Third, looking at the equation “Risk = Hazard x Vulnerability/Coping Capacities”, I argue that “coping capacities” is the dimension in which institutions are crucial for flood control in the semiarid floodplain of Pouss. In Cameroon, climate change adaptation (CCA) and disaster risk reduction (DRR) typically have separate institutional homes; Ministry of Environment, Nature Protection and Sustainable Development for CCA and Ministry of Territorial Administration and Decentralisation for DRR, each with their own inter-sectoral coordination groups, each with their own channels of funding, and each with separate entry points in different international agreements. While sharing very similar objectives as to protecting development gains through effective planning and programming, and similar challenges in raising the profile of their agendas, they typically fail to coordinate among themselves. Such duplication of efforts coupled with competition among various actors not only hamper DRR and CCA efforts, but also compromises the overall effective use of already limited resources in the implementation of development strategies and policies aiming to achieve the millennium development goals.
The communities themselves bear part of the blame in their inability to build strong social networks and farmer groupings. Hence, the lack of effective common initiatives groups place single farmers at the mercy of middle men (most of whom are also moneylenders to farmers) when it comes to either negotiate the selling price of their produce or to purchase agricultural inputs. Also, during fieldwork it became clear that another factor was at play – a notion of integrity of the Mousgoum,the majority ethnic group in Pouss. When it comes to celebrate weddings, which usually occur during harvesting and result in significant costs, the people to sell more rice (even the quantity stored in the granary) in order to raise funds. When they are short of money, the only other option left to them is to resort to loan-sharks. The lesson drawn here is that cultural factors, to some extent, can influence adaptation options at local scale.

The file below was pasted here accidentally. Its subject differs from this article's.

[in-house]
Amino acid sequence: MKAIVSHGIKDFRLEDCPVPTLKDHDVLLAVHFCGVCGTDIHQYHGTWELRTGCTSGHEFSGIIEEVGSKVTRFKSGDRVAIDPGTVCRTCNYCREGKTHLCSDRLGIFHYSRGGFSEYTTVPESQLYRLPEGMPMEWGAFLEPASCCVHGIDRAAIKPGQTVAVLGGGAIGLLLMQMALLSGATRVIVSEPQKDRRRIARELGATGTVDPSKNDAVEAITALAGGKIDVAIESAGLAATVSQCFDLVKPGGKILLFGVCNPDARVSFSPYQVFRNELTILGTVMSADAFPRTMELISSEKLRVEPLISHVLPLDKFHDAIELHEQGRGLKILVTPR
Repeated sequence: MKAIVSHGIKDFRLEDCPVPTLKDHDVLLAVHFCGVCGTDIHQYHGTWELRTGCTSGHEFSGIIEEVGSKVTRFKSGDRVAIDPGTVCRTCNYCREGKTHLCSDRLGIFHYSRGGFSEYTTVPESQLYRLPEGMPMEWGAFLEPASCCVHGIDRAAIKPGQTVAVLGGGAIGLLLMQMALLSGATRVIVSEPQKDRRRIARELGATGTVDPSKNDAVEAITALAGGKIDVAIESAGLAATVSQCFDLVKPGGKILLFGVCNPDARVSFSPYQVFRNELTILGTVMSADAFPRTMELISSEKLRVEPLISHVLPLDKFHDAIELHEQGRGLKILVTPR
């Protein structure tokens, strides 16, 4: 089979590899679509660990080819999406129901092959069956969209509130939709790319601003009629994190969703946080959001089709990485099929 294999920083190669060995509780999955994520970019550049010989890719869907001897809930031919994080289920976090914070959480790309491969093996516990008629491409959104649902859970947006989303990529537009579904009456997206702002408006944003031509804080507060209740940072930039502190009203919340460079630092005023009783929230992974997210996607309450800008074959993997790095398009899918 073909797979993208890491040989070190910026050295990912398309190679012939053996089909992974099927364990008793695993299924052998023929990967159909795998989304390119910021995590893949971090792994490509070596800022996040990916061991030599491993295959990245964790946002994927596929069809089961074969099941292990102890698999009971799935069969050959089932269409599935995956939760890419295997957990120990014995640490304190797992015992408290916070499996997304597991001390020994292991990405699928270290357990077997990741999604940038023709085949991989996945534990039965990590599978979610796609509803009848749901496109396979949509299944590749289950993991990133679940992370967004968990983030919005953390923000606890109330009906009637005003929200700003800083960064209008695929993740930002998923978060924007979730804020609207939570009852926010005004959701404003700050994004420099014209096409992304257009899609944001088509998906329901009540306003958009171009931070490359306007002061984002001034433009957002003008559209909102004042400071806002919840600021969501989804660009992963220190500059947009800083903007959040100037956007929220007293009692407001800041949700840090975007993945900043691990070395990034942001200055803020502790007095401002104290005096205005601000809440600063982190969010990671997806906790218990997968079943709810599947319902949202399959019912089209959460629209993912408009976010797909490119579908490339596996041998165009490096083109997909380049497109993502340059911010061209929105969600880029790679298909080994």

Overall, one key message convened by the study is that adaptation and resilience building is chiefly about risk management. While interacting with farmers in the field, it clearly became evident that their major concerns are at least two-fold:
- « What are the risks if we sow earlier»?
- « What are the risks if a dry spell occurred in the middle of the growing period»?
The above reveals that understanding and addressing the drivers of climate impacts and other risks facing semiarid agriculture is instrumental to securing food production system. Risk management tools that integrally deal with variability and uncertainty, including those associated with the entire agro value chain, are required to support the resilience of farming systems that underpins the livelihoods of the majority of smallholder farmers. This requires a new level of consensus and call to action to build the resilience of small-scale farmers and help address the Heads of States Malabo declaration on enhancing food security.
Hervé Wouapi is a socio-environmentalist from Cameroon currently conducting a study on social-ecological resilience in the Sahel in the context of vulnerability to climate change and other stressors.